Life Along the Riviera and Beyond
I spent all day Friday, mostly in a car, just to visit a village house in the town of Collobrières with our newest Search Consultant in the South, Jennifer Parrette, who was in the driver’s seat. Collobrières is a village in the department of Var that I hadn’t heard of till an American woman came to us with an idea of placing her house there on the market. From Nice, it’s a two-hour-forty minute drive along the A8 autoroute, but less than 40 minutes from Toulon. Neighboring towns include Grimaud and Port Grimaud, Sainte-Maxime and Saint-Tropez to the east. International airports Marseille and Nice are each just 1.5 hours by car away.
The beaches just south of Collobrières, about a 40-minute drive away, are some of France’s finest—there are 12 kilometers of 12 fine sandy beaches as part of Le Lavandou: Aiguebelle, Anglade, Cape Nègre, Cavalière, Eléphant, Fossette, Jean-Blanc, Lavandou, Layet, Pramousquier, Rossignol and Saint Claire are some of the most desirable along the Mediterranean coast, each one offering something different. Now that I know this, being the beach lizard I am, I am anxious to discover them all.
I didn’t know any of this when I planned the trip to Collobrières. Nor did I realize what a beautiful and charming town we were about to discover. With only about 2,000 full-time inhabitants, Collobrières is in the heart of the Massif des Maures hills and forests. It’s a low mountain range where the winters are mild and the precipitation is low, particularly in the summer when the streams run dry. The town is as old as the 12th-century, and has held its importance in the area as the Capital of Chestnuts.
When we parked our car in the town lot, it was full and streams of people were headed into town, which was awash with restaurants. As it turns out, our visit coincided with the annual festivities of the chestnut—the last three Sundays of the month of October…no wonder the restaurants were so booked up! We were lucky to get an outdoor table on the back terrace of the Hôtel/Restaurant/Bar des Maures that has been catering to Collobrières and the surrounding area for five generations—since 1886—serving local cuisine, and just next door to our client’s house. We relished in their specialties and the friendliness of the staff and fellow diners, who seemed to know one another.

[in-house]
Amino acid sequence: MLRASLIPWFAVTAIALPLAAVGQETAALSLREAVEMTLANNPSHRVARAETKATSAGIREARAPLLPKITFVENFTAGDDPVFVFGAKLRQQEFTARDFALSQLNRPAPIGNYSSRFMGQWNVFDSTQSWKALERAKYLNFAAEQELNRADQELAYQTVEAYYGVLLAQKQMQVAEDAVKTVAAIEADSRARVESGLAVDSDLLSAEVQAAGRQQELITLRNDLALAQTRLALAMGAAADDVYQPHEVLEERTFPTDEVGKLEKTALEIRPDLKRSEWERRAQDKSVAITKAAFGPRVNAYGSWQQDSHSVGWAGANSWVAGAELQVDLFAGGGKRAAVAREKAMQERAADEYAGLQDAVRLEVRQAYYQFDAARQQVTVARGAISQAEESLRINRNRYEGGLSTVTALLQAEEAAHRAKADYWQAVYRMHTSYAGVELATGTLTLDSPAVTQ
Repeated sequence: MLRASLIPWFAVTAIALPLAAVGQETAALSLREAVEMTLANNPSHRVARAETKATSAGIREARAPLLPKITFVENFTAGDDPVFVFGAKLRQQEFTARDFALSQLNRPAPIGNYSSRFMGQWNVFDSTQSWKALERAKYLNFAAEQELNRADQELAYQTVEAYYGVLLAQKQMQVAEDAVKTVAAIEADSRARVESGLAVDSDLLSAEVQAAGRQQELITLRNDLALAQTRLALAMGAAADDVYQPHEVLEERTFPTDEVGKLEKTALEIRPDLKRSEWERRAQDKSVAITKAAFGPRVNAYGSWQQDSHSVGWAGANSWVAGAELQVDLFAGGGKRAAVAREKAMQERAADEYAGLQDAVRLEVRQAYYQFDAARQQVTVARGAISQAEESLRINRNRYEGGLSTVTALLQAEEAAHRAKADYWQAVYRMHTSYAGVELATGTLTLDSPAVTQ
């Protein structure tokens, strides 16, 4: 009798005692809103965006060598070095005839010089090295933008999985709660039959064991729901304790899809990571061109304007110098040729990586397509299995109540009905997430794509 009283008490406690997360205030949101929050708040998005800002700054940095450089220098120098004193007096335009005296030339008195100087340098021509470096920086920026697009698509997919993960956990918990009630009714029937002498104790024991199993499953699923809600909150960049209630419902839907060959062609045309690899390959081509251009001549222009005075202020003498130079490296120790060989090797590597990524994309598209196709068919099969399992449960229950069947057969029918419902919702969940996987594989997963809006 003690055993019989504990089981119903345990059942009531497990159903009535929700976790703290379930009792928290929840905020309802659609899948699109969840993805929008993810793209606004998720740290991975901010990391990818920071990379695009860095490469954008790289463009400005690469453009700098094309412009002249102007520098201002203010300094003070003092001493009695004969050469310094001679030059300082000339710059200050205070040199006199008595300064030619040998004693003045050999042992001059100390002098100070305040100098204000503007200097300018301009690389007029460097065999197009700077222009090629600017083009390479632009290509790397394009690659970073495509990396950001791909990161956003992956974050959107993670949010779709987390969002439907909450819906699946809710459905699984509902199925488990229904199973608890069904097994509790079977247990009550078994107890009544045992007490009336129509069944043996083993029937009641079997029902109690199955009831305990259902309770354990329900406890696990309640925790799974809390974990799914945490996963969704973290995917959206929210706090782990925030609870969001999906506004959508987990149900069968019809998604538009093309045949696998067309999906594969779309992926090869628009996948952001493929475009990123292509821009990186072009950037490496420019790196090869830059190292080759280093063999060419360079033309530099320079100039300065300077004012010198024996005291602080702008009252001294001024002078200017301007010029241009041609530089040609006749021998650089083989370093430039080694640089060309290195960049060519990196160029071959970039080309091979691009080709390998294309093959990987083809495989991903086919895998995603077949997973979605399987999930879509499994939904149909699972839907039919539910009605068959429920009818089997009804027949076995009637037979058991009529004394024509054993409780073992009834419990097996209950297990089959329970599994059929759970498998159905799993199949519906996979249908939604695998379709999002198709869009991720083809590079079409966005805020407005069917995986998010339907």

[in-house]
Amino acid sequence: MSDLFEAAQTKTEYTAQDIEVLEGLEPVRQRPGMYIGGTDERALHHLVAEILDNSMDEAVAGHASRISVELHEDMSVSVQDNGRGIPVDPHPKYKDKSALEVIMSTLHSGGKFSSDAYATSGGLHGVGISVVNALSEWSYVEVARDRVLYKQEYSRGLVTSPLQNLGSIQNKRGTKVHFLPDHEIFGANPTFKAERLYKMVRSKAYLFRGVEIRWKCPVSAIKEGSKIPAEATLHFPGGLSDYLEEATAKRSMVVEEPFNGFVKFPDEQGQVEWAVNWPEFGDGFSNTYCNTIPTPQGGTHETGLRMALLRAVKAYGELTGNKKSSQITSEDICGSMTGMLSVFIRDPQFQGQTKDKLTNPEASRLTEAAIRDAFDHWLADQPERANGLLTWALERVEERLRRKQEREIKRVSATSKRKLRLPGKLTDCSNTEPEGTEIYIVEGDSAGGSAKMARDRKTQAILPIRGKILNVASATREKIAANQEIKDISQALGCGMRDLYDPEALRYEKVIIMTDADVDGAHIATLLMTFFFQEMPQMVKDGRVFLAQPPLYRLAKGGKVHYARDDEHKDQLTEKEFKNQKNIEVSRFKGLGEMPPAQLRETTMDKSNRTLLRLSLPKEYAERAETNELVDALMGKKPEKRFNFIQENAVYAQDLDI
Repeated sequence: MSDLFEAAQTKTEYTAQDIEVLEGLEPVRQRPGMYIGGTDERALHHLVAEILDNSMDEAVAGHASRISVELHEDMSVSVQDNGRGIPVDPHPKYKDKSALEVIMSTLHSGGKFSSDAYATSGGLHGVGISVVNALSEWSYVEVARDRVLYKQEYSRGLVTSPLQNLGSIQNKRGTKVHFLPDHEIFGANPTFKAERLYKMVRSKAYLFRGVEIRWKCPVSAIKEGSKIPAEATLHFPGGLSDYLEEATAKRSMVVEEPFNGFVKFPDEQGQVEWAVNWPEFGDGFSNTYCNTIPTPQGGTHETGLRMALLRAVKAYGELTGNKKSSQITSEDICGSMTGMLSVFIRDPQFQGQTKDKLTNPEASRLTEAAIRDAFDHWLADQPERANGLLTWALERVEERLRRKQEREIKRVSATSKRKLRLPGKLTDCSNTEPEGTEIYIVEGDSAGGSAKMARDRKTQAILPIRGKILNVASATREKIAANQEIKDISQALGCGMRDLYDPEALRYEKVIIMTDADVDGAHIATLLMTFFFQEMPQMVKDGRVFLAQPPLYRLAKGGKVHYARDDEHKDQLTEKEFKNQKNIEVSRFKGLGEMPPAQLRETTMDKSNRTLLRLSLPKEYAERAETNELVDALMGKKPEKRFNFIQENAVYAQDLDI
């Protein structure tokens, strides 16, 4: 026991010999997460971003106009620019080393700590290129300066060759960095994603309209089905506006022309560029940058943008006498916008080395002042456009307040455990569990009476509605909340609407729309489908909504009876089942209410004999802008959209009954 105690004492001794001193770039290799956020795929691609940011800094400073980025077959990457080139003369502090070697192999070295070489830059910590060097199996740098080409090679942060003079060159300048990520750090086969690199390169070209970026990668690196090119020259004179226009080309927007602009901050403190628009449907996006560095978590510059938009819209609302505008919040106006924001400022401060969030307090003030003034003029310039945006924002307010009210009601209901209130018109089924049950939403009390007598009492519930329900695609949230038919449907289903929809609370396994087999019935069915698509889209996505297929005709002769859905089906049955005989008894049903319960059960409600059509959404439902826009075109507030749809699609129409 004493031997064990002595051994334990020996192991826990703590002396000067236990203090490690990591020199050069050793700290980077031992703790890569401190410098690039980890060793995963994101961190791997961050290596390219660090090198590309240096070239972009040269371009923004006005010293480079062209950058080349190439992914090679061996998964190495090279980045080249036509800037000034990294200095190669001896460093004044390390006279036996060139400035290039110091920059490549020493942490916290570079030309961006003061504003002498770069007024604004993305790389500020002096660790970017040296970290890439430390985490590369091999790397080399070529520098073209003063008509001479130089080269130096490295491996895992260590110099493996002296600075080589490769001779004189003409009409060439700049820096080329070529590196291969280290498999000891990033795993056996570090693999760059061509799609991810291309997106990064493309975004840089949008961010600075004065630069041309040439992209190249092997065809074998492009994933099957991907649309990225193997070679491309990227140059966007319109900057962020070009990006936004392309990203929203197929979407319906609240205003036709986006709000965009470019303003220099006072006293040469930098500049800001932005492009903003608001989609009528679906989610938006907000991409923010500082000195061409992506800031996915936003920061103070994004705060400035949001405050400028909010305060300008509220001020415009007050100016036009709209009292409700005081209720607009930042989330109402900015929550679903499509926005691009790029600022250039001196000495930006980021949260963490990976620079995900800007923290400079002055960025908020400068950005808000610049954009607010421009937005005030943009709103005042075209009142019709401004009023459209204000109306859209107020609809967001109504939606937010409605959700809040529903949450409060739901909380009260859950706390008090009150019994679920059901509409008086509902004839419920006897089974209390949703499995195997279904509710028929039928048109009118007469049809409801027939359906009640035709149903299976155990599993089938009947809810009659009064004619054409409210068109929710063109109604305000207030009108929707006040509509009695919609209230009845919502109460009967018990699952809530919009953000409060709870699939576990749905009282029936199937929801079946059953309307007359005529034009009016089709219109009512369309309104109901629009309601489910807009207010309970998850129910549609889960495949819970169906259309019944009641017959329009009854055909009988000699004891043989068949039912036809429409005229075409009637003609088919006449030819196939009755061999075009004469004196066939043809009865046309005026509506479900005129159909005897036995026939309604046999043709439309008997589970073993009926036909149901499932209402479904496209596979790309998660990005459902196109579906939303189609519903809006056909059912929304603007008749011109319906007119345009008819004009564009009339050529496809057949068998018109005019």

The Collobrier River runs through the village, along which runs a gravel strip that is obviously meant for the game of boules, although no one was playing at the time, in the cool rain. The river was inhabited by families of ducks playing on the rocks and swimming in the shallow water. We watched from our table and again from the windows of the house.
We were both struck by the village’s beauty and also by its liveliness. This is not the sleepy town we were expecting considering how secluded it seems from the big towns of Provence. Clearly, it’s the heart of the area to where residents from neighboring hamlets come to dine or take care of business. There were some rather impressive independent businesses on the side streets of the village—an FTD Florist, an iron-forger, hair stylists, etc…just about every essential thing one might need. This indicates that it’s the kind of town where one can have everything, not needing to always get in a car to grocery shop or perform everyday tasks…au contraire!
The village house was every bit as charming as the town. With four bedrooms and three bathrooms, a large living room, large eat-in kitchen, separate dining room with views on the river, all on four levels, there is no doubt that it will get scarfed up fast, should the owner decide to sell. Some of the walls are stone, others plaster. There are fireplaces in most of the rooms. There is a balcony from which there is view directly on the Mairie and Place de la Libération on the front and a large covered terrace on the back, overlooking the river. The upstairs covered terrace is where I would be…all the time.
To return to Nice, we drove eastward through the Massif des Maures along a winding mountain road toward Grimaud passing the Chartreuse de la Verne along the way—a Carthusian monastery dating from the 12th-century—and onward to Sainte-Maxime before turning north toward the A8 once again. There were lots of signs of “randonneurs” (hikers and bikers) in the beautiful woods whose hills weren’t too steep for amateurs. Leaving the area, Jennifer and I realized how little-known the Var is to our North American clients, but how we could change that with a little effort, and how living along the Mediterranean can be an affordable and very idyllic life.
The next day, I was treated to another excursion to one of the Riviera’s most medieval hill towns—Bar-sur-Loup. Inhabited by my friend and historian, Robert Levitt of Via Nissa, and a few other Americans, the town is less than an hour’s drive from central Nice on the River Loup. It’s inhabitants are known as “Aubarnais” or “Aubarnenc” in Occitan. According to Wikipedia.org, the first record of the commune was recorded in 1078 in the book Albarnum or Poncii Albarni, but in 1235, the village was renamed to Catrum de Albarno, and throughout the 16th-century, it was renamed to Lou Barn, Le Barn, and finally Le Bar-sur-Loup.
Robert gave me a more in depth look at the village by taking me on a walking tour of the central and most historic part of his town…yet another enclave just outside of Nice from which an idyllic life can be had, with everything Nice has to offer at your toes. He quite loves this life and cherishes his rides through the beautiful woods with such beautiful views to return from the city to a tranquil home.
Me, I still love a more urban lifestyle, but getting away to the countryside is rejuvenating…especially if you’re living it along the Riviera and beyond.
A la prochaine…
Adrian Leeds Group
(Adrian in Nice on her balcony)
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